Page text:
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opportunity of suggesting such as they thought advisable

time:2023-12-07 05:09:34 author:person read:569次

‘Fanny! I wish you to go,’ said he, authoritatively. ‘It will do you good, instead of harm. You will oblige me by going, without my saying anything more about it.’

opportunity of suggesting such as they thought advisable

He went abruptly out of the room after saying this.

opportunity of suggesting such as they thought advisable

If he had staid a minute longer, Fanny would have cried at his tone of command, even when he used the words, ‘You will oblige me.’ As it was, she grumbled.

opportunity of suggesting such as they thought advisable

‘John always speaks as if I fancied I was ill, and I am sure I never do fancy any such thing. Who are these Hales that he makes such a fuss about?’

‘Fanny, don’t speak so of your brother. He has good reasons of some kind or other, or he would not wish us to go. Make haste and put your things on.’

But the little altercation between her son and her daughter did not incline Mrs. Thornton more favourably towards ‘these Hales.’ Her jealous heart repeated her daughter’s question, ‘Who are they, that he is so anxious we should pay them all this attention?’ It came up like a burden to a song, long after Fanny had forgotten all about it in the pleasant excitement of seeing the effect of a new bonnet in the looking-glass.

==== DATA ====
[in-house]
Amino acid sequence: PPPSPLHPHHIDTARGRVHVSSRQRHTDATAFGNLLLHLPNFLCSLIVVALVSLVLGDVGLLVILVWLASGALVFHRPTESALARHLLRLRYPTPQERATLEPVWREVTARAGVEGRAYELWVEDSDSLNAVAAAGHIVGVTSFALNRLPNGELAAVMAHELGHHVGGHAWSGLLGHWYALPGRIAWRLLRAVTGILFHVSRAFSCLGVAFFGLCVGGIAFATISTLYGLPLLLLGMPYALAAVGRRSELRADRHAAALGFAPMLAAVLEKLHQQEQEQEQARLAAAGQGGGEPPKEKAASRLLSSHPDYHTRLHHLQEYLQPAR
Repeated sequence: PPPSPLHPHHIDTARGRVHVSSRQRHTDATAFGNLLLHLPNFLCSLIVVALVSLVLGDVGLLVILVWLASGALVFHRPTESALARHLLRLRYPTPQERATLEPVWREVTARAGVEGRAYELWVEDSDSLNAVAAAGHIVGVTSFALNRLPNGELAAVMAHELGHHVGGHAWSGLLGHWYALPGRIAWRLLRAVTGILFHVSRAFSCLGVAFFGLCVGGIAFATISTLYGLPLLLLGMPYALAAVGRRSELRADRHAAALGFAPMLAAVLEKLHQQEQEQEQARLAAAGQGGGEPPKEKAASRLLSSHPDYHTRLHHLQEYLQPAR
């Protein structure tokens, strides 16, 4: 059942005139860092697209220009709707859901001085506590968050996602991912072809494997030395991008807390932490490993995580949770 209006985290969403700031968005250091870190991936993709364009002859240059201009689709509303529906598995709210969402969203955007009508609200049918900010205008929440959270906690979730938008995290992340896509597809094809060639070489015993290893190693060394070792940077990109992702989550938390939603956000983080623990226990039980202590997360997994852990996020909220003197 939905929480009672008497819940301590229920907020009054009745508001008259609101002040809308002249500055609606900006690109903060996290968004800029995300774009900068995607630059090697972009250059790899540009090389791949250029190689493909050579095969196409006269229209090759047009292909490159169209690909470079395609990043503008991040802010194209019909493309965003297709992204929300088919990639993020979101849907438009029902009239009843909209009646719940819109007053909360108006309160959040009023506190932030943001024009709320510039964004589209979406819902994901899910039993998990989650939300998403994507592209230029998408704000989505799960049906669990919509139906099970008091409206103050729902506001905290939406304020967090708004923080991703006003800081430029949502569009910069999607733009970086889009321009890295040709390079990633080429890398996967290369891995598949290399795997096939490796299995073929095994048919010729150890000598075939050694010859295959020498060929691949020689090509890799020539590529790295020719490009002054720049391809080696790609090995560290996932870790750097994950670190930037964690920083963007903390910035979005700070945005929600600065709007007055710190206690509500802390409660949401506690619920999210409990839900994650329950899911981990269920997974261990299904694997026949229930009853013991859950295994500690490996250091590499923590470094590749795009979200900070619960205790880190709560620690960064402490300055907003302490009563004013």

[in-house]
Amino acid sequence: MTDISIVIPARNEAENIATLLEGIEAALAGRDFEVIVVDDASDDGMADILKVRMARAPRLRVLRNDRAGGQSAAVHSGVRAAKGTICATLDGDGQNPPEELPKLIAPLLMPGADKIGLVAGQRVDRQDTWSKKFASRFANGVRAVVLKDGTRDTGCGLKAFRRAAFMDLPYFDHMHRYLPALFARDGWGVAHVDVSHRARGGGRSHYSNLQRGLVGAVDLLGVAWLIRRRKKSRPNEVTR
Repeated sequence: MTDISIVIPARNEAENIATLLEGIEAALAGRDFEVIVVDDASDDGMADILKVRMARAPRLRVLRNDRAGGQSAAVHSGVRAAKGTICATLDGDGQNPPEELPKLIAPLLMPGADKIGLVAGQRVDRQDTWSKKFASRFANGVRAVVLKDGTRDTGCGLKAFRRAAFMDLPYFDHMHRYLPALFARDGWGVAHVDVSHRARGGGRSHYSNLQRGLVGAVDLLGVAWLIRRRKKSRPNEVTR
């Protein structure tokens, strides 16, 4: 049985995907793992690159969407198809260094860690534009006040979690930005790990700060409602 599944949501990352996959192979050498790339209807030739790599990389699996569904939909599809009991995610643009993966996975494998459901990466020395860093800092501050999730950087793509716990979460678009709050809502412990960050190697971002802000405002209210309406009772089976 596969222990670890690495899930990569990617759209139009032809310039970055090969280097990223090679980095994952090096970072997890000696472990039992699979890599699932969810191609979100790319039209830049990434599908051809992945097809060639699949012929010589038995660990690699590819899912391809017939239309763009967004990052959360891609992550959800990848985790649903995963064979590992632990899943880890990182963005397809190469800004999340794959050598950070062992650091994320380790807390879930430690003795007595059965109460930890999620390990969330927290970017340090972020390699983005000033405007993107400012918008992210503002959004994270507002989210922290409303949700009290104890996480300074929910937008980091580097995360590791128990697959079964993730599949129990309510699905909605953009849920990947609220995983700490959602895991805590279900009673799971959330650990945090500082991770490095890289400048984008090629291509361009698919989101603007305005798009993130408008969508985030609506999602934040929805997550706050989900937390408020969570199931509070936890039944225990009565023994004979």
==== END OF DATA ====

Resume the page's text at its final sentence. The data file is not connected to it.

Mrs. Thornton was shy. It was only of late years that she had had leisure enough in her life to go into society; and as society she did not enjoy it. As dinner-giving, and as criticising other people’s dinners, she took satisfaction in it. But this going to make acquaintance with strangers was a very different thing. She was ill at ease, and looked more than usually stern and forbidding as she entered the Hales’ little drawing-room.

Margaret was busy embroidering a small piece of cambric for some little article of dress for Edith’s expected baby —‘Flimsy, useless work,’ as Mrs. Thornton observed to herself. She liked Mrs. Hale’s double knitting far better; that was sensible of its kind. The room altogether was full of knick-knacks, which must take a long time to dust; and time to people of limited income was money. She made all these reflections as she was talking in her stately way to Mrs. Hale, and uttering all the stereotyped commonplaces that most people can find to say with their senses blindfolded. Mrs. Hale was making rather more exertion in her answers, captivated by some real old lace which Mrs. Thornton wore; ‘lace,’ as she afterwards observed to Dixon, ‘of that old English point which has not been made for this seventy years, and which cannot be bought. It must have been an heir-loom, and shows that she had ancestors.’ So the owner of the ancestral lace became worthy of something more than the languid exertion to be agreeable to a visitor, by which Mrs. Hale’s efforts at conversation would have been otherwise bounded. And presently, Margaret, racking her brain to talk to Fanny, heard her mother and Mrs. Thornton plunge into the interminable subject of servants.


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